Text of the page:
DIrt! The Movie: Montreal Green Drinks Feb. 22

For my Montreal readers, the local Green Drinks event tomorrow will be screening the movie Dirt!  I haven't seen it yet, but the trailer looks excellent.  Particularly the urban gardening and depaving section near the end. Reminds me of a project I was part of in Portland this past summer.  All the details are after the jump.



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Cities, Green Development, & Politics: Passing the Buck or Jumpstarting Change?

I've been meaning to write about Steve Cohen (director of Columbia Universty's Earth Institute) Valentine's Day piece in the Huffington Post since it came out on Monday. It's an interesting juxtaposition of the savage grilling that Climate and Sustainability policy is getting at the Federal level in the U.S., versus the political support it's gotten in New York City.

If you've ever wondered why (some) cities seem to be able to move faster on the climate and sustainability issues it's worth a look. Cohen's point is that New York has joined the magic dots between environmental sustainability and economic wellbeing in a way that still eludes Federal politicians. At the same time cities are better placed to feel the negative impacts of declining environmental quality and climate change.

"In Washington," Cohen argues, "our environmental leaders are subject to hostility and an outmoded understanding of the connection between environmental quality and economic growth. In New York, it is clear that both the Mayor and the Department of Environmental Protection (DEP) Commissioner understand that economic growth requires environmental quality."
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Sustainable Systems as if People Mattered - WEBCAST

The Pacific Institute for Climate Solutions (PICS) is hosting a fascinating sounding lecture next week called "Sustainable Systems as if People Mattered."  Not in Vancouver?  No worries the full proceedings will be webcast here. The full details are after the jump.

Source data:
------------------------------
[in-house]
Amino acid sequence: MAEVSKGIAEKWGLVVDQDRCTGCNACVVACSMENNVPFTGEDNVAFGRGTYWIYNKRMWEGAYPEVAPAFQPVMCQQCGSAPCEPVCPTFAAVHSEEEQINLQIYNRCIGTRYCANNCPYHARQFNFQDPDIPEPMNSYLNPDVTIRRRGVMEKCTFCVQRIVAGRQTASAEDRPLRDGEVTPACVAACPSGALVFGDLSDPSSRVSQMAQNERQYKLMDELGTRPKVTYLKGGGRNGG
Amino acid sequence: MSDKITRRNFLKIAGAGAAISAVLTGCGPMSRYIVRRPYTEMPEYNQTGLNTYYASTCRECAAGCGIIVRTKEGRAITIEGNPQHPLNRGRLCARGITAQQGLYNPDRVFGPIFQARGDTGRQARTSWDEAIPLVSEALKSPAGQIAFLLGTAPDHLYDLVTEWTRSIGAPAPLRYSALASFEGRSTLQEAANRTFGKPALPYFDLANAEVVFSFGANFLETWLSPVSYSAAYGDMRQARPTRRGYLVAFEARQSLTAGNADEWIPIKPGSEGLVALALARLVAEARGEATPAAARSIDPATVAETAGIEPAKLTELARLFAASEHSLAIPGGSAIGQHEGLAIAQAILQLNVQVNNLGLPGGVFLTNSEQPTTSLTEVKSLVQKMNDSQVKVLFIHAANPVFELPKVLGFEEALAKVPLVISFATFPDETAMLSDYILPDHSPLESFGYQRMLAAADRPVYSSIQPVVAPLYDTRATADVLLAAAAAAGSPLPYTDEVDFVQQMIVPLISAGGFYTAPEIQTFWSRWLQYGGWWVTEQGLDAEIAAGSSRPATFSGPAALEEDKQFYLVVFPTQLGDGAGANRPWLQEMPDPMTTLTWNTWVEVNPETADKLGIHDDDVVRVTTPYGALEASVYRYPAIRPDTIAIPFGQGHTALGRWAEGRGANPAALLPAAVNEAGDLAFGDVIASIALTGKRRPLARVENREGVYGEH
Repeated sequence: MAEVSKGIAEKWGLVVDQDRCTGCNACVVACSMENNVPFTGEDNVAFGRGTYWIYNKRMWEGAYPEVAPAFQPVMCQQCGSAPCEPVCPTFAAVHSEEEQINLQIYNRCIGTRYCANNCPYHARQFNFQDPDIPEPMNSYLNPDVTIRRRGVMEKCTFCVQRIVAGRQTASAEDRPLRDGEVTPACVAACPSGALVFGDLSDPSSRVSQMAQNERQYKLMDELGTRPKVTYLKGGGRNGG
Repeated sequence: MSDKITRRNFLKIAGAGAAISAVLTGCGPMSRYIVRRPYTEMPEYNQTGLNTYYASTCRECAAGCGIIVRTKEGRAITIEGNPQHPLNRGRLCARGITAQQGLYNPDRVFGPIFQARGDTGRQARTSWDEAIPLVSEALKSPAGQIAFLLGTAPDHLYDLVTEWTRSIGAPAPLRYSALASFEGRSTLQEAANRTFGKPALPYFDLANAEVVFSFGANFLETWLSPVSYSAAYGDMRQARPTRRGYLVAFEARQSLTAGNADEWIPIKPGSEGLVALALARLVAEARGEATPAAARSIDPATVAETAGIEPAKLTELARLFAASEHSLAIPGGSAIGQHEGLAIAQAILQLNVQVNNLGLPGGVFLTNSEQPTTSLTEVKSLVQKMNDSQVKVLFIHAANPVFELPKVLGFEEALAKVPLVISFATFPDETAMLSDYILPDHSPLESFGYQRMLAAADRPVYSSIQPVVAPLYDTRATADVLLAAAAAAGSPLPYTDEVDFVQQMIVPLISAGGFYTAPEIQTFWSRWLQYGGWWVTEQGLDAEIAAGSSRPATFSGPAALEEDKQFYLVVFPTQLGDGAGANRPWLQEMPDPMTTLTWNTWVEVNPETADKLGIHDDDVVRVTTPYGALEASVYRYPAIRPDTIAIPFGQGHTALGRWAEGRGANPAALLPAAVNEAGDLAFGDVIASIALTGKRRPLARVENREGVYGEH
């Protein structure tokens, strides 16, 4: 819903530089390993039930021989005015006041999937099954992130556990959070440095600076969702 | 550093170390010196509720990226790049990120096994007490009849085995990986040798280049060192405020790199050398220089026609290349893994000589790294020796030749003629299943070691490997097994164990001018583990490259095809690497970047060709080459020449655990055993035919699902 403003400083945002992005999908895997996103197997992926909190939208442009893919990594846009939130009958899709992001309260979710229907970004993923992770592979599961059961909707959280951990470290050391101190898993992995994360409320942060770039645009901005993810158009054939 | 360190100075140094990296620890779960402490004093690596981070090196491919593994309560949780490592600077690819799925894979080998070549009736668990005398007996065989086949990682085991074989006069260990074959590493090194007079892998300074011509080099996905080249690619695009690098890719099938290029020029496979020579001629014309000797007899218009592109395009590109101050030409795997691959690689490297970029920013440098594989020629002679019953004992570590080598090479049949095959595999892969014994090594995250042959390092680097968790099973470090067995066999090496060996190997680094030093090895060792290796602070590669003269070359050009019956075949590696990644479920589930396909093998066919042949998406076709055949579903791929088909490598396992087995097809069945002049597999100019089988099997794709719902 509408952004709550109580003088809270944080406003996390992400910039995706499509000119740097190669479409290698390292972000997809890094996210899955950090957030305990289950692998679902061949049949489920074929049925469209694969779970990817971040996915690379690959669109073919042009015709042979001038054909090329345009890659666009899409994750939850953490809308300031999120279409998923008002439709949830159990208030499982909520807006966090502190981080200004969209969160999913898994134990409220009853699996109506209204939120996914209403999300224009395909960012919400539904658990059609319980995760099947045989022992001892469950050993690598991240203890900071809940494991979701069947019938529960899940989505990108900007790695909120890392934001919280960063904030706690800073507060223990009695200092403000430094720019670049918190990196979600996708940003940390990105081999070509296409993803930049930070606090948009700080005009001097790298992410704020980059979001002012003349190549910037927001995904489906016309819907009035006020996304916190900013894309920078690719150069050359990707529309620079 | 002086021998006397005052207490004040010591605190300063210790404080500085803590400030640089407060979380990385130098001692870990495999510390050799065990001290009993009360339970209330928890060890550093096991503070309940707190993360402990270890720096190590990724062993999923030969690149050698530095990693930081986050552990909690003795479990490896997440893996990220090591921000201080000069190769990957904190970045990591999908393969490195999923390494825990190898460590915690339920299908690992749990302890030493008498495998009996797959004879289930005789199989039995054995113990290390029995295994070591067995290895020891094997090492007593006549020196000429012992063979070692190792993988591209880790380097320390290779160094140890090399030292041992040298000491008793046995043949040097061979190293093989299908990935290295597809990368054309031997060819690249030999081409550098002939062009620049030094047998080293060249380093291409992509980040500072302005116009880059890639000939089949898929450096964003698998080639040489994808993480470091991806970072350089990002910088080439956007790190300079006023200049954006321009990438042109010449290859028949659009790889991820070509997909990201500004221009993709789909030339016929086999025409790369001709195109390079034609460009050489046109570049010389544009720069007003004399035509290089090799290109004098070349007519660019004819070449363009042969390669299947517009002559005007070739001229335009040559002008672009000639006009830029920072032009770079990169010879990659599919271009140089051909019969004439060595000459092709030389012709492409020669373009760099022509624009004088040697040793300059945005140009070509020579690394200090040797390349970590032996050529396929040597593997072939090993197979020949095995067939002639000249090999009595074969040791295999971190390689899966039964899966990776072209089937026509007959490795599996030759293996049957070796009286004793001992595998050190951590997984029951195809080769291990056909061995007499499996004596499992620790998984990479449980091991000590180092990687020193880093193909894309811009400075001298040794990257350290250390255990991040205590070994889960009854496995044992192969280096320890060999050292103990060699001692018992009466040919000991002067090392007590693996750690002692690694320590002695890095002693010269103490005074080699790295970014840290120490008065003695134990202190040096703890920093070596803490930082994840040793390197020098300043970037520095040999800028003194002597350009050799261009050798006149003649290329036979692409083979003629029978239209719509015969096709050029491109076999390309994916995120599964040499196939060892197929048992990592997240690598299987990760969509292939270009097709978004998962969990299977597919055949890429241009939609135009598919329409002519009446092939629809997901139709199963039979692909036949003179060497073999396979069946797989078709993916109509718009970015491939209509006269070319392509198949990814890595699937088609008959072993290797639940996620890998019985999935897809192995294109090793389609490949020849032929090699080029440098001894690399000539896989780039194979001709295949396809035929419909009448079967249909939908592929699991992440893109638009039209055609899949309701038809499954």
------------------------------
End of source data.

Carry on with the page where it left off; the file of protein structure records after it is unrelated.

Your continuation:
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The Big Picture Approach to Cities and Climate Change

It was former London Mayor Ken Livingstone who started the ball rolling in 2007 when he announced that “Urban areas are responsible for over 75 per cent of greenhouse gas emissions, so the battle to prevent catastrophic climate change will be won or lost in cities.”

That figure – “75%” – became the urban climate factoid of the decade.  It spread like a virus popping up again and again in newspapers, mayor's speeches, and government reports. The thing was, no one knew quite where it came from. What was the math behind the meme? Was Climate Change all cities' fault – or were they going to be the new climate heros?

A year later the number got some closer scrutiny (see here) and last month a new paper (.pdf)came out that does an excellent job of sorting out how to understand cities' responsibilities and what they can do about them.
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Jane Jacobs in Cowtown

Calgary's new Mayor Naheed Nenshi seems intent on shaking things up, and the Globe and Mail this weekend has a snapshot on some of the green shifts that he is pushing in the city formerly known as Cowtown.  Walkability, denisty, transit oriented development are all on his agenda.  But in Canada's most sprawling large city he's got a bit challenge ahead.  The Globe does a great job of catching the conflict interests that will influence the city's direction, as well as Nenshi's drive to really make Clagary into a thriving city.

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About




This is a blog for news and views on the future of sustainable cites. A major revamp is in the works. Until then I am keeping this version up as an archive of my past writing.

You can expect occasional updates, but not with the same frequency as in the past.

You can also find my writing on urban redesign and sustainability in ReNew Canada, The Mark, Sustainable Cities Canada, WorldChanging, and other more specialized academic publications.

Info on my consulting work, c.v. and current research focus is all here.